The XBee on the remote control unit is configured to send analog/digital sample packets every 100ms. Pins AD1 (pin 19) and AD2 (pin 18) are configured as analog inputs and are connected to the potentiometers in the joystick. Pins DIO3 (pin 17) and DIO4 (pin 11) are configured as digital inputs for the two buttons on the remote that control the lights on the vehicle. Here is a list of the configuration parameters that were set on the remote radio:

  • AD1/DIO1 = 2 (configured as analog input)
  • AD2/DIO2 = 2 (configured as analog input)
  • AD3/DIO3 = 3 (configured as digital input)
  • DIO4 = 3 (configured as digital input)
  • IR = 0x64 (sample rate set to 100ms)
  • PR = 0x1FFF (all pullup resistors enabled — this is the default)

This is a schematic of the remote control unit:


The Vehicle



The wiring for the vehicle is fairly simple. Inside the 4WD platform are 5 AA batteries for powering the motors, and a 9V battery for the Arduino. I’m using a Seeeduino Mega because that’s what I had handy but any Arduino will work. The Adafruit motor shield is connected to the 4 DC motors inside the chassis. I used the 3.3V power supply on hte Arduino to power the XBee radio. The TX/RX lines of the radio are connected to the RX/TX pins on the Arduino. There’s a ribbon cable connecting 4 output pins to the LED headlights, and a ground wire running to the headlight assembly. Here is the bottom of the headlight assembly. These are 100 ohm resistors to keep the current draw below 20mA per LED.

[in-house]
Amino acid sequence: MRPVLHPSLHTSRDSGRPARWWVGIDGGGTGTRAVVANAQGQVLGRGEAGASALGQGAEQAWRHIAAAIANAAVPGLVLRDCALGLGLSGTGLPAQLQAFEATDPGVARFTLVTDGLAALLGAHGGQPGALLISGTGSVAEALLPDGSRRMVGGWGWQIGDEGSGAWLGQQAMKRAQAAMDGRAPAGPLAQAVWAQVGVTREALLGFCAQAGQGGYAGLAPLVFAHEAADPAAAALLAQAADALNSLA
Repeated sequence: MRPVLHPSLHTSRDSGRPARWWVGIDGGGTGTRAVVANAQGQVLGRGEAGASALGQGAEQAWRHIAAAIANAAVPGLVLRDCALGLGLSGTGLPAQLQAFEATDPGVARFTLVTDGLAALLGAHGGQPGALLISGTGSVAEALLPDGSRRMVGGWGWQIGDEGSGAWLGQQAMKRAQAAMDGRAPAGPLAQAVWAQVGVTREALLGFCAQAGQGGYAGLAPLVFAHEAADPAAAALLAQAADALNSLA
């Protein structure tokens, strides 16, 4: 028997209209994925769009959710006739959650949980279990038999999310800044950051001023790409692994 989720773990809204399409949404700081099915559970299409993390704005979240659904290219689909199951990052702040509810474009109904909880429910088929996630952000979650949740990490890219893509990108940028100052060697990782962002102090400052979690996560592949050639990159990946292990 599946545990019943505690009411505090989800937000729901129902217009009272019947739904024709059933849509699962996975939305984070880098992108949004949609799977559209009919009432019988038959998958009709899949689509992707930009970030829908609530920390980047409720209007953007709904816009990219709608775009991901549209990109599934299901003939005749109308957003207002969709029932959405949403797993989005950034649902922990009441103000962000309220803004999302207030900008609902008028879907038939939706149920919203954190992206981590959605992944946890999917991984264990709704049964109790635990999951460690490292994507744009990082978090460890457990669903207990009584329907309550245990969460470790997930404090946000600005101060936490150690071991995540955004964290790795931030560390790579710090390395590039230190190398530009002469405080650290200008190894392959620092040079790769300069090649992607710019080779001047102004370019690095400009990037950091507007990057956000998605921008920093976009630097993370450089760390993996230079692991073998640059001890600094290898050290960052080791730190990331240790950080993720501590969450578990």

The Software

This code depends on the Adafruit library for using the motor shield, so download that and install it as an Arduino library. The Arduino sketch for this vehicle RobotVehicle.zip can be downloaded from here. Read the code for an explanation of how it works. The basic idea is to decode the incoming XBee API packets and map the joystick position information to the motor speeds. If the joystick is forward, all four wheels move forward. If the joystick is turned slightly to one corner, then the vehicle will move along an arc. If the joystick is hard left or right, then the wheels on the left side and right side will turn in opposite directions, causing the vehicle to rotate in place. By studying the code carefully, you should be able to understand how all of it works. Enjoy!




Published by Michael, on February 18th, 2012 at 7:03 am. Filed under: Arduino,Level 7,Robotics,XBee. | 36 Comments |